General Schuyler was encamped on Van Schaick's Island at the mouth of the Mohawk River, when a letter from General Lincoln, dated Bennington, August 18, informed him of the capital blow given the enemy by General Stark." "I trust,"

1 Schlözer's Briefwechsel, Th. iii. Heft zili.

replies he, August 19, "that the severity with which they have been handled will retard General Burgoyne's progress. Part of his force was yesterday afternoon about three miles and a half above Stillwater. If the enemy have entirely left that part of the country you are in, I think it would be advisable for you to move toward Hudson River tending toward Stillwater."

"Governor Clinton," writes he to Stark on the same day, "is coming up with a body of militia, and I trust that after what the enemy have experienced from you, their progress will be retarded, and that we shall see them driven out of this part of the country."

He now hoped to hear that Arnold had raised the siege of Fort Stanwix. "If that takes place," said he, it will be possible to engage two or three hundred Indians to join this army, and Congress may rest assured that my best endeavors shall not be wanting to accomplish it." Tidings of the affair of Bennington reached Washington, just before he moved his camp from the neighborhood of Philadelphia to Wilmington, and it relieved his mind from a world of anxious perplexity. In a letter to Putnam he writes, "As there is not now the least danger of General Howe's going to New England, I hope the whole force of that country will turn out, and by following the great stroke struck by General Stark near Bennington, entirely crush General Burgoyne, who, by his letter to Colonel Baum, seems to be in want of almost every thing."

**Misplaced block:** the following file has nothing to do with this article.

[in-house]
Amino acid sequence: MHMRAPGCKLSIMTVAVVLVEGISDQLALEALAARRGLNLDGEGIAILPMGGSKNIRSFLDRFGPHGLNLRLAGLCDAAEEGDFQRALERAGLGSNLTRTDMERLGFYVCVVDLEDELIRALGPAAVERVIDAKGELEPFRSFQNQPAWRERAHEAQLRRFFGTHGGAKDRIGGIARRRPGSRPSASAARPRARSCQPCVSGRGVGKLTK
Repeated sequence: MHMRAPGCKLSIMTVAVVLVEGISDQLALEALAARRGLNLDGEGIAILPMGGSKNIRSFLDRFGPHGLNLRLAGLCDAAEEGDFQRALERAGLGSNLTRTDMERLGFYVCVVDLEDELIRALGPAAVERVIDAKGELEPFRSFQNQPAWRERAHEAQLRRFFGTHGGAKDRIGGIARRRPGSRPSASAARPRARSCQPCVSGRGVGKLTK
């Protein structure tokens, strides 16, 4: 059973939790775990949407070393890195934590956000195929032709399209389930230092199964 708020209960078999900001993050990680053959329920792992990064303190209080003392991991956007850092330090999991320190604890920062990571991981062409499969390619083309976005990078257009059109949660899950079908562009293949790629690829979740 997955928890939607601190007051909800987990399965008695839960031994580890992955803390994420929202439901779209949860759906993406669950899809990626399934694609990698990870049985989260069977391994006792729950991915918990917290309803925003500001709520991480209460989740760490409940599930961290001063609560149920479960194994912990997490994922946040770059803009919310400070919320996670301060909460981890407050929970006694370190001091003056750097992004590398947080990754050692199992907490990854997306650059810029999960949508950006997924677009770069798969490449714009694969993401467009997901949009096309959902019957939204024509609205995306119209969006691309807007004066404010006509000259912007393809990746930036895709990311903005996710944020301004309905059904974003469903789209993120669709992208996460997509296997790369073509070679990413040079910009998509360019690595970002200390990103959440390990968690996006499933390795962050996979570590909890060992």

We will now give the fate of Burgoyne's detachment, under St. Leger, sent to capture Fort Stanwix, and ravage the valley

of the Mohawk.





ARNOLD'S march to the relief of Fort Stanwix was slower than Buited his ardent and impatient spirit. He was detained in the valley of the Mohawk by bad roads, by the necessity of waiting

for baggage and ammunition wagons, and for militia recruits who turned out reluctantly. He sent missives to Colonel Gansevoort, assuring him that he would relieve him in the course of a few days. "Be under no kind of apprehension," writes he. "I know the strength of the enemy, and how to deal with them."